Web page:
Section 351.222(b)(2) of the Department's regulations notes that the Secretary may revoke an antidumping order in part if the Secretary concludes, inter alia, that one or more exporters or producers covered by the order have sold the merchandise at not less than NV for a period of at least three consecutive years. Thus, in determining whether a requesting party is entitled to a revocation inquiry, the Department must determine that the party received zero or de minimis margins for three years forming the basis for the request. See, e.g., Notice of Final Results of Antidumping Duty Administrative Review and Determination Not to Revoke the Antidumping Duty Order: Brass Sheet and Strip From the Netherlands, 65 FR 742, 743 (January 6, 2000). See also the preamble of the Department's latest revision of the revocation regulation stating: “The threshold requirement for revocation continues to be that respondent not sell at less than normal value for at least three consecutive years . . .” The respondents provided certifications pursuant to 19 CFR 351.222(e) indicating that they based their revocation requests on the results of the instant reviews and the preceding two administrative reviews. However, with Start Printed Page 66693respect to the classes or kinds of merchandise for which they requested revocation, none of these respondents received zero or de minimis margins in each of the reviews upon which they based their revocation request. See, e.g., Heavy Forged Hand Tools From the People's Republic of China; Amended Final Results of Antidumping Duty Administrative Reviews, 65 FR 50499 (August 18, 2000). Consequently, we preliminarily find that TMC, Shandong Huarong and LMC do not qualify for partial revocation of the orders based upon section 351.222(b) of the Department's regulations.
Following the publication of these preliminary results, we intend to verify, as provided in section 782(i) of the Act, sales and cost information submitted by respondents, as appropriate. At that verification, we will use standard verification procedures, including on-site inspection of the manufacturers' facilities, the examination of relevant sales and financial records, and the selection of original source documentation containing relevant information. We plan to prepare verification reports outlining our verification results and place these reports on file in the Central Records Unit, room B099 of the main Commerce building (“CRU-Public File”).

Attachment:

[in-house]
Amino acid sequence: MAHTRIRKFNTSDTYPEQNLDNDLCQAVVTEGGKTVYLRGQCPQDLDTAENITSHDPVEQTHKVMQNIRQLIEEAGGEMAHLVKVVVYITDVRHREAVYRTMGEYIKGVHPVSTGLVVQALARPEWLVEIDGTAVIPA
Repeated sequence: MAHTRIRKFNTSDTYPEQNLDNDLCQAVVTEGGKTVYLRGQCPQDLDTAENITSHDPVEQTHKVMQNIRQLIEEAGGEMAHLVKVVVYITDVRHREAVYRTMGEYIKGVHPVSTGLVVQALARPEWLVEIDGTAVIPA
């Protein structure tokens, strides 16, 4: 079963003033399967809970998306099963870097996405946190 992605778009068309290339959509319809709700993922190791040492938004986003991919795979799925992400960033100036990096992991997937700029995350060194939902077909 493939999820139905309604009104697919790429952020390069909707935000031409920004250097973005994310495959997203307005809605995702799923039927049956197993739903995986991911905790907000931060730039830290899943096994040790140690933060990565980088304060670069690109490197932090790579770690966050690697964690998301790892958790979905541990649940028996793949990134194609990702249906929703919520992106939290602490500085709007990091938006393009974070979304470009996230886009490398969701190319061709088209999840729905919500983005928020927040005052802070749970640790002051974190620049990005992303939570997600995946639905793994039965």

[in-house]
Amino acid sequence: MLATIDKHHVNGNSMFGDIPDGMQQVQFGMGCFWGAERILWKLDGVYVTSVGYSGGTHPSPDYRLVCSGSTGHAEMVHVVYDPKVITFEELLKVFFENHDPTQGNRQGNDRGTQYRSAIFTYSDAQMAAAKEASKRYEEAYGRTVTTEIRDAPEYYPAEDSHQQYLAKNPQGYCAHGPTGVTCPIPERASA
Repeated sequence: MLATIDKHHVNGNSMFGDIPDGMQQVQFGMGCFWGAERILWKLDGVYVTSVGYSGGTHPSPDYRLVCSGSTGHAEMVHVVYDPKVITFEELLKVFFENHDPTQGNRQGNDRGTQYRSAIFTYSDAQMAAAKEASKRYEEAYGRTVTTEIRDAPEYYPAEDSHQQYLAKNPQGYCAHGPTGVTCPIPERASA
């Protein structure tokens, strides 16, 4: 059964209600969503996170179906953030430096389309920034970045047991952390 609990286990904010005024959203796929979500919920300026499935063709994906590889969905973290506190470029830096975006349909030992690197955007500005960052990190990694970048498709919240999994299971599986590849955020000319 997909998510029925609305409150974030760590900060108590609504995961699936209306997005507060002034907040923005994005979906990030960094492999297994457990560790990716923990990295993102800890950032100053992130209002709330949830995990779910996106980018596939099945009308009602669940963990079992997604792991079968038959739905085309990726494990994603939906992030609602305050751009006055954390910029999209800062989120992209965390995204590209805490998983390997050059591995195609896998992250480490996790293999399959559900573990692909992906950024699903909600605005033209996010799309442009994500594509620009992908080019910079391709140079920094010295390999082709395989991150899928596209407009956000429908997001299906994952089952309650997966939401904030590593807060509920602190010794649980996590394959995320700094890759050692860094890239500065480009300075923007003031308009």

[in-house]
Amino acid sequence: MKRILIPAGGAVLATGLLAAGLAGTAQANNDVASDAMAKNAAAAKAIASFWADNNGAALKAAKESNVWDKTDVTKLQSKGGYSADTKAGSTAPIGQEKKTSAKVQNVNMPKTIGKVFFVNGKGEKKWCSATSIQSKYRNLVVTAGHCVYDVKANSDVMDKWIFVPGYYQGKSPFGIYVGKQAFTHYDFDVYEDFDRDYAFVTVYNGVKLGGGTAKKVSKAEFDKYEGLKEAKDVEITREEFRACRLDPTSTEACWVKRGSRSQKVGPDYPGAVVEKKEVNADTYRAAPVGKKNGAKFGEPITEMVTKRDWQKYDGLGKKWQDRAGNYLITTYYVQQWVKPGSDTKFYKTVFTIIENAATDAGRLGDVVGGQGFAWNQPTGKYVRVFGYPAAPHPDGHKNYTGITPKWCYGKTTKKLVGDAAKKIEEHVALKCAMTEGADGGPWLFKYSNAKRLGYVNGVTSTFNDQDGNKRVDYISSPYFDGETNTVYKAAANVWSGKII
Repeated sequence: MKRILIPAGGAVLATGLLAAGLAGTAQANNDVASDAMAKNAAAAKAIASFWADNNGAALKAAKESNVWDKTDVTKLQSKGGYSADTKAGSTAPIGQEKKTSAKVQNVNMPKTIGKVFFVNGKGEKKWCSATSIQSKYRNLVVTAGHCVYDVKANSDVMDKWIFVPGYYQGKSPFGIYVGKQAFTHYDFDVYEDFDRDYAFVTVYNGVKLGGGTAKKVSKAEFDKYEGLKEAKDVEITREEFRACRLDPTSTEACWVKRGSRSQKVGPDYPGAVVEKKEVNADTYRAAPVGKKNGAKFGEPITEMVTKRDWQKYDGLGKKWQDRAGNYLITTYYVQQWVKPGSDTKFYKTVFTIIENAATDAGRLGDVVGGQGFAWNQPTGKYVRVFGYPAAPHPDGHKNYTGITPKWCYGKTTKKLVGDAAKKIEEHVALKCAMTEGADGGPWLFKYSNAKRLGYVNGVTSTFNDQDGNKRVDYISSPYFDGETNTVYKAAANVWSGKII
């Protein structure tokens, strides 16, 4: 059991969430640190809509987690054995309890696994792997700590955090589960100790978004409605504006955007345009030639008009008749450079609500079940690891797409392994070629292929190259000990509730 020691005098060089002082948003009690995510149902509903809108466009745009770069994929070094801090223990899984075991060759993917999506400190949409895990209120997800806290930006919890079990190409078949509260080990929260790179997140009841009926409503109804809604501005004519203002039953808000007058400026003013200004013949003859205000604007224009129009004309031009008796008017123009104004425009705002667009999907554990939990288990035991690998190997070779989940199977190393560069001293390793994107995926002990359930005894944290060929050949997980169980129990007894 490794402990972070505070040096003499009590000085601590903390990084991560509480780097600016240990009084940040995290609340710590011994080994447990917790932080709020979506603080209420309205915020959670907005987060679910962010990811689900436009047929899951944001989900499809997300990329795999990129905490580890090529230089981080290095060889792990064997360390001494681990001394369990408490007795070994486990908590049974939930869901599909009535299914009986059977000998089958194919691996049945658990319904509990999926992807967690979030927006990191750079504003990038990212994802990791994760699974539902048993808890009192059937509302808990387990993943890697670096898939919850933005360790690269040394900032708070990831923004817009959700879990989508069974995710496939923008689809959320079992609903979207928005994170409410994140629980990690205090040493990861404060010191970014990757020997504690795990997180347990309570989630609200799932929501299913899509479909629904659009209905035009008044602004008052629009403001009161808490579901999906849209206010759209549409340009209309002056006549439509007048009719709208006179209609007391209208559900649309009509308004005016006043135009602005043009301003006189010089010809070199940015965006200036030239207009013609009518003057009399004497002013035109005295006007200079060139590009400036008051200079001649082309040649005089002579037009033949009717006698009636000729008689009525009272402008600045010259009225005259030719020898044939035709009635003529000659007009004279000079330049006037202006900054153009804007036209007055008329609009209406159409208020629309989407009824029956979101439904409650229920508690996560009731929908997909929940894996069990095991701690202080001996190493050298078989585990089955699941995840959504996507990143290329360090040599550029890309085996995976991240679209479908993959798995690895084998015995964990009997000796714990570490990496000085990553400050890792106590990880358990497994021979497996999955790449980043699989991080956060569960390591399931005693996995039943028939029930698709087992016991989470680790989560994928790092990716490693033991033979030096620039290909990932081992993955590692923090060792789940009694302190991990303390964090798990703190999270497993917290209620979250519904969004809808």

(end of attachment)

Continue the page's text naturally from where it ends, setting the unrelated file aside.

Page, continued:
On February 29, 2000, petitioner requested that the Department conduct a duty absorption inquiry in order to determine whether antidumping duties had been absorbed by a foreign producer or exporter subject to the order. However, the Department's invitation for such requests only applies to certain administrative reviews of orders that were in effect before January 1995. For transition orders as defined in section 751(c)(6)(C) of the Act, i.e., orders in effect as of January 1, 1995, section 351.213(j)(2) of the Department's antidumping regulations provides that the Department will make a duty-absorption determination, if requested, for any administrative review initiated in 1996 or 1998. This approach ensures that interested parties will have the opportunity to request a duty-absorption determination prior to the time for sunset review of the order under section 751(c) on entries for which the second and fourth years following an order have already passed. Because the antidumping duty orders on HFHTs from the PRC have been in effect since 1991, they are “transition orders” in accordance with section 751(c)(6)(C) of the Tariff Act. However, since this administrative review was not initiated in 1996 or 1998, the Department will not make a duty absorption determination.